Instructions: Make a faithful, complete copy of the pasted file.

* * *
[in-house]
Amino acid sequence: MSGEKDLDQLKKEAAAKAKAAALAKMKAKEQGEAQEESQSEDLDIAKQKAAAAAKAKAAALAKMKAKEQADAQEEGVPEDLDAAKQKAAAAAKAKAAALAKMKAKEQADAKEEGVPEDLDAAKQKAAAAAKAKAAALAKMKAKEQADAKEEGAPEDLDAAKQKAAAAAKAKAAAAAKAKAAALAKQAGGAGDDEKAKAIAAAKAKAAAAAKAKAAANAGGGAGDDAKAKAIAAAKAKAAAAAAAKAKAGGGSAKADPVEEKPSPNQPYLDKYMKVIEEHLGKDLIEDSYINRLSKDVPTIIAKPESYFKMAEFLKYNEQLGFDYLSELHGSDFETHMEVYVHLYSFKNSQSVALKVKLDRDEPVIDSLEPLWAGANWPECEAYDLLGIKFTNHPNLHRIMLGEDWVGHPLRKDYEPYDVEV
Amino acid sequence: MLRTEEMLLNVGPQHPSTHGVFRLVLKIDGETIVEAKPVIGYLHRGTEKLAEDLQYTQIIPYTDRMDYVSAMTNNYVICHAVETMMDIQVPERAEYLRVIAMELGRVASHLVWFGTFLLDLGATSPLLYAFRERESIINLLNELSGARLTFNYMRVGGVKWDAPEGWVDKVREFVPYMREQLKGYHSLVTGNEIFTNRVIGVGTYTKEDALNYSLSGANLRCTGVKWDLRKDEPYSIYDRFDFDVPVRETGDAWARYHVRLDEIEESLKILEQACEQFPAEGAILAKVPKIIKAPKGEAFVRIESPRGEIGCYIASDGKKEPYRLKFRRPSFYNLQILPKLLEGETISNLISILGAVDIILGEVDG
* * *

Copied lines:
[in-house]
Amino acid sequence: MSGEKDLDQLKKEAAAKAKAAALAKMKAKEQGEAQEESQSEDLDIAKQKAAAAAKAKAAALAKMKAKEQADAQEEGVPEDLDAAKQKAAAAAKAKAAALAKMKAKEQADAKEEGVPEDLDAAKQKAAAAAKAKAAALAKMKAKEQADAKEEGAPEDLDAAKQKAAAAAKAKAAAAAKAKAAALAKQAGGAGDDEKAKAIAAAKAKAAAAAKAKAAANAGGGAGDDAKAKAIAAAKAKAAAAAAAKAKAGGGSAKADPVEEKPSPNQPYLDKYMKVIEEHLGKDLIEDSYINRLSKDVPTIIAKPESYFKMAEFLKYNEQLGFDYLSELHGSDFETHMEVYVHLYSFKNSQSVALKVKLDRDEPVIDSLEPLWAGANWPECEAYDLLGIKFTNHPNLHRIMLGEDWVGHPLRKDYEPYDVEV
Amino acid sequence: MLRTEEMLLNVGPQHPSTHGVFRLVLKIDGETIVEAKPVIGYLHRGTEKLAEDLQYTQIIPYTDRMDYVSAMTNNYVICHAVETMMDIQVPERAEYLRVIAMELGRVASHLVWFGTFLLDLGATSPLLYAFRERESIINLLNELSGARLTFNYMRVGGVKWDAPEGWVDKVREFVPYMREQLKGYHSLVTGNEIFTNRVIGVGTYTKEDALNYSLSGANLRCTGVKWDLRKDEPYSIYDRFDFDVPVRETGDAWARYHVRLDEIEESLKILEQACEQFPAEGAILAKVPKIIKAPKGEAFVRIESPRGEIGCYIASDGKKEPYRLKFRRPSFYNLQILPKLLEGETISNLISILGAVDIILGEVDG